The Buffalo River Watershed Alliance (BRWA) scheduled a seven-city speaking tour Oct. 25-31, 2013, to inform the public about threats to the Buffalo River from a giant factory hog-feeding operation known as Concentrated Animal Feedlot Operations (CAFO) on a tributary of the national river at Mount Judea. Waterkeeper Alliance from North Carolina was invited by BRWA to come to Arkansas to explain what was happening in North Carolina with the CAFO hog industry.
The following is a quote pulled out of the 10/17/2013 edition of The Freeweekly :
“The key [CAFO’s] success lies not only with the concentration in one operation but in the close proximity of more like them. Those concentrations are the key to the demise of water quality, air quality and the well-being of communities.”
Watershed Alliance said they hope Arkansas can learn from the Swine Saga of North Carolina. Watershed Alliance in North Carolina officially banned the building of new hog facilities that use the open waste pits and spraying methods.
Waterkeeper Alliance alluded to the fact that one of the problems associated with the swine waste was Pfiesteria. Pfiesteria piscicida is a recently discovered, potentially toxic, microorganism. It is found naturally in the environment. It is currently not well understood what environmental factors induce Pfiesteria to produce harmful toxins. These organisms are believed to be native, not introduced species, and are probably common inhabitants of estuarine waters within their range. These microbes have not been found in freshwater lakes, streams, or other inland waters. For the rest of the story on Pfiesteria go here..
Buffalo River Watershed Alliance is a non-profit 501(C)(3) organization which was created in early 2013 in response to C & H Hog Farm CAFO operation. The Alliance was created by stakeholders living in the Buffalo River watershed. BRWA goals are to educate and advocate for protection of the Buffalo River and its associated watershed by:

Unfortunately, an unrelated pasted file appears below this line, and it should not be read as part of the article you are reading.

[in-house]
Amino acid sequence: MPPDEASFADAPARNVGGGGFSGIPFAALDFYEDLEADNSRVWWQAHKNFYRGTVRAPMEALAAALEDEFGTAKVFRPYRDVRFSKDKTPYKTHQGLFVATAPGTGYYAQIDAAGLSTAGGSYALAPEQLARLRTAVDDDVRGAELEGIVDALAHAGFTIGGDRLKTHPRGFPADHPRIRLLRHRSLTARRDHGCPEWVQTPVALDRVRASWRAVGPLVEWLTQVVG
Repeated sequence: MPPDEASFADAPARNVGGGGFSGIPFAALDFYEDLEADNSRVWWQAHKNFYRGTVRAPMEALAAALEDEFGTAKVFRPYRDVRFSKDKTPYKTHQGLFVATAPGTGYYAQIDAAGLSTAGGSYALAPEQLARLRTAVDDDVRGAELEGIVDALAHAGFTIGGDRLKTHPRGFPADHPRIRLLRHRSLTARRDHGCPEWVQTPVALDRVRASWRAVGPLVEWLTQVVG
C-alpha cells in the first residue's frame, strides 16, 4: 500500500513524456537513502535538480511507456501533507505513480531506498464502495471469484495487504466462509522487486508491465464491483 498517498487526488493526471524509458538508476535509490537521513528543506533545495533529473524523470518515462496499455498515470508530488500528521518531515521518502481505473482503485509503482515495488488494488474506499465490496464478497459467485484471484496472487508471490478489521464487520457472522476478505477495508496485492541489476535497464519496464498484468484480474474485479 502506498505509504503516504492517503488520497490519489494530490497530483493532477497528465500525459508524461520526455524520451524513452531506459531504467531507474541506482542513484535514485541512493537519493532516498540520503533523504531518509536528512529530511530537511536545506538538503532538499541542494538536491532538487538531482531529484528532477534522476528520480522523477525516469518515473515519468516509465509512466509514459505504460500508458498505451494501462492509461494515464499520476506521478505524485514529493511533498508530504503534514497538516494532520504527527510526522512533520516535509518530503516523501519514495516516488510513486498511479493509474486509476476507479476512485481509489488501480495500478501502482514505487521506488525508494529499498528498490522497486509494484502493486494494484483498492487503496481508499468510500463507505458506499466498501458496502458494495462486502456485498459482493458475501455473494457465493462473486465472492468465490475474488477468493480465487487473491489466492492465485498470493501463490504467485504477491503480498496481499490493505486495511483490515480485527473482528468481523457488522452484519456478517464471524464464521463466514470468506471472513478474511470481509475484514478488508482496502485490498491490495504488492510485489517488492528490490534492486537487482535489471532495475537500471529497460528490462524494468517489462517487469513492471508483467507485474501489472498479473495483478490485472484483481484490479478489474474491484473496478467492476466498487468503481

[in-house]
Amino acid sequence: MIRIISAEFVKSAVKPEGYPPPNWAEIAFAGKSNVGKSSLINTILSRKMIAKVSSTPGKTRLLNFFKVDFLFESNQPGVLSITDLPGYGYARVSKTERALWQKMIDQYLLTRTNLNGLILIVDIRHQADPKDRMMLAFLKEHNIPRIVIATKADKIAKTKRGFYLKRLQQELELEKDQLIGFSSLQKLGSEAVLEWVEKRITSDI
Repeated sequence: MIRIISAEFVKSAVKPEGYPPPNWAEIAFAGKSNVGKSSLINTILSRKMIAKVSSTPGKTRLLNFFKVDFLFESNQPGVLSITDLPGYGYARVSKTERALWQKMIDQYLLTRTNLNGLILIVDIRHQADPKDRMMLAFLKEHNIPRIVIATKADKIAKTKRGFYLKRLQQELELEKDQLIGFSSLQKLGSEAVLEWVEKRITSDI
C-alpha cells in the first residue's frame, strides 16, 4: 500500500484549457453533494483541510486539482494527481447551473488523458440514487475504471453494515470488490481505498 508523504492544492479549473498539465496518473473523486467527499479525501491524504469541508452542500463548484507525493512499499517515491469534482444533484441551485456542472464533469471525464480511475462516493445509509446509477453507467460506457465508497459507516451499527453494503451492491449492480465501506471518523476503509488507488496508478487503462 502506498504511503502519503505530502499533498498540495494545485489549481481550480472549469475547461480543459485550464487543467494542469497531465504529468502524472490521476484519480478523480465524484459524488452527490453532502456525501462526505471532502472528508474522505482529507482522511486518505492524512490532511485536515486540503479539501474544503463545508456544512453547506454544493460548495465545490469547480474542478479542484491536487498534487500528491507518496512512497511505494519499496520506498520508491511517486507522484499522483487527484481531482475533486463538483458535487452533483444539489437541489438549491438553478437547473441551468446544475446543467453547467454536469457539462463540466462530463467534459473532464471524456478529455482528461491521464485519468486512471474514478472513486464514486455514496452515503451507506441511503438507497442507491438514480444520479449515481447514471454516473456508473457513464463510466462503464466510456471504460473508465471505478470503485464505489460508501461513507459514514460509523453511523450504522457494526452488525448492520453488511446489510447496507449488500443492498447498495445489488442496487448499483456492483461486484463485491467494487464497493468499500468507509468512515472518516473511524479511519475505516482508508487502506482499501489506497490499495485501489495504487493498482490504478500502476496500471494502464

1) working for the closure and/or relocation of C & H Hog Farm, and
2) supporting a moratorium on any future hog CAFOs within the Buffalo River watershed.
The BRWA board of directors and board of administrative advisors can be found here.
BRWA is licensed by and comes under Waterkeeper Alliance. We are not recommending that you join this organization since it’s tied to the United Nations. (See details below.)
There is a Memorandum of Understanding (MOU) in place between ADEQ (the Arkansas Department of Environmental Quality) and the University of Arkansas which puts the University of Arkansas in charge of doing a study of the potential of water quality impacts with the Buffalo River watershed from animal waste produced by the permitted CAFO, C & H Hog farm. The MOU was signed September 5, 2013. The Governor of Arkansas is seeking authorization from the Arkansas Legislature for $340,510.00 to fund the testing in areas on or near the permitted CAFO, C & H Hog Farm, in the Buffalo River watershed. Additional documents of the CAFO, C & H Hog farm operation can be found here.